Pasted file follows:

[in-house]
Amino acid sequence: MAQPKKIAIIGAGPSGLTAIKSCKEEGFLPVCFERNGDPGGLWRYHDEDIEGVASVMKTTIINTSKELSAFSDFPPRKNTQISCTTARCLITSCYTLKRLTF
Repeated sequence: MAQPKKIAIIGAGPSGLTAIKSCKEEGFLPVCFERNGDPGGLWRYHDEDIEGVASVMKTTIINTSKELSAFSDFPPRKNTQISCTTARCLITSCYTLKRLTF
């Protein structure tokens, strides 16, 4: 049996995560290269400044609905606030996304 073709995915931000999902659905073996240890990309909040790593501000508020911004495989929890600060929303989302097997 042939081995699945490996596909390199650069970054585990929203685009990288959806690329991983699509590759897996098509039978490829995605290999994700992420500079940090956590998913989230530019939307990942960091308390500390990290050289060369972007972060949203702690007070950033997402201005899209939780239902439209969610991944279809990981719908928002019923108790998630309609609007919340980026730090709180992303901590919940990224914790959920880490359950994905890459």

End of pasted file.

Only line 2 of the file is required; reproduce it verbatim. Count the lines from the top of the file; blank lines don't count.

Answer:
Amino acid sequence: MAQPKKIAIIGAGPSGLTAIKSCKEEGFLPVCFERNGDPGGLWRYHDEDIEGVASVMKTTIINTSKELSAFSDFPPRKNTQISCTTARCLITSCYTLKRLTF